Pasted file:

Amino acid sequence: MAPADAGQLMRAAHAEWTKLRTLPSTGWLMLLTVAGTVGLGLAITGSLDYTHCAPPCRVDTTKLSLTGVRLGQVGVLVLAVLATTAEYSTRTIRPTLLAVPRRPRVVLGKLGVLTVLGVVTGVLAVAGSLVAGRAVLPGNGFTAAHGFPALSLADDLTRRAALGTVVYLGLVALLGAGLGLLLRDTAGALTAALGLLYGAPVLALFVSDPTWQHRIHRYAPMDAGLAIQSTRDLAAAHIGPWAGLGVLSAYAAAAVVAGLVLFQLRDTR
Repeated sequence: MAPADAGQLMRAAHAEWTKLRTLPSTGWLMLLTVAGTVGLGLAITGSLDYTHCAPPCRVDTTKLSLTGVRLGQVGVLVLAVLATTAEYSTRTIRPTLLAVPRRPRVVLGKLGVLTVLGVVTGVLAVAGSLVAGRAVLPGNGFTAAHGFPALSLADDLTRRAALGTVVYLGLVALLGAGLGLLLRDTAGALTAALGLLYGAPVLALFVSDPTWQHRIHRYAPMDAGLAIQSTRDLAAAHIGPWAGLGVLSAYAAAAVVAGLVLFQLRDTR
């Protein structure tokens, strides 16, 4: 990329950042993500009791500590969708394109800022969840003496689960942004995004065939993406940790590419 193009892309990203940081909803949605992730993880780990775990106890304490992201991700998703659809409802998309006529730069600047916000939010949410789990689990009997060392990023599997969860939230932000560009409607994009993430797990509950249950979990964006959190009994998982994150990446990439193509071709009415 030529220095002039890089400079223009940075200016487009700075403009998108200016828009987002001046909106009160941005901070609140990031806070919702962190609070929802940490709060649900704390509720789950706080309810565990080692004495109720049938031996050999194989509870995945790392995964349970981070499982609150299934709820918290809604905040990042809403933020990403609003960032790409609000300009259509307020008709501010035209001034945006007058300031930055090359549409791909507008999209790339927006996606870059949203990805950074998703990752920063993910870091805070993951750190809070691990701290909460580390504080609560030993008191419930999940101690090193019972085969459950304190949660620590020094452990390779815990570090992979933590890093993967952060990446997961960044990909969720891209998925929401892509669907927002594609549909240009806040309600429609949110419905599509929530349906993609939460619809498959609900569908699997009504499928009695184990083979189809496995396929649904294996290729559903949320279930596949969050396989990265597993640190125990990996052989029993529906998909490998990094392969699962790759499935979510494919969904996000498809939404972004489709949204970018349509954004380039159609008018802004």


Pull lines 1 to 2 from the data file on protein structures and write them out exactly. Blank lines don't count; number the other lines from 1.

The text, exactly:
Amino acid sequence: MAPADAGQLMRAAHAEWTKLRTLPSTGWLMLLTVAGTVGLGLAITGSLDYTHCAPPCRVDTTKLSLTGVRLGQVGVLVLAVLATTAEYSTRTIRPTLLAVPRRPRVVLGKLGVLTVLGVVTGVLAVAGSLVAGRAVLPGNGFTAAHGFPALSLADDLTRRAALGTVVYLGLVALLGAGLGLLLRDTAGALTAALGLLYGAPVLALFVSDPTWQHRIHRYAPMDAGLAIQSTRDLAAAHIGPWAGLGVLSAYAAAAVVAGLVLFQLRDTR
Repeated sequence: MAPADAGQLMRAAHAEWTKLRTLPSTGWLMLLTVAGTVGLGLAITGSLDYTHCAPPCRVDTTKLSLTGVRLGQVGVLVLAVLATTAEYSTRTIRPTLLAVPRRPRVVLGKLGVLTVLGVVTGVLAVAGSLVAGRAVLPGNGFTAAHGFPALSLADDLTRRAALGTVVYLGLVALLGAGLGLLLRDTAGALTAALGLLYGAPVLALFVSDPTWQHRIHRYAPMDAGLAIQSTRDLAAAHIGPWAGLGVLSAYAAAAVVAGLVLFQLRDTR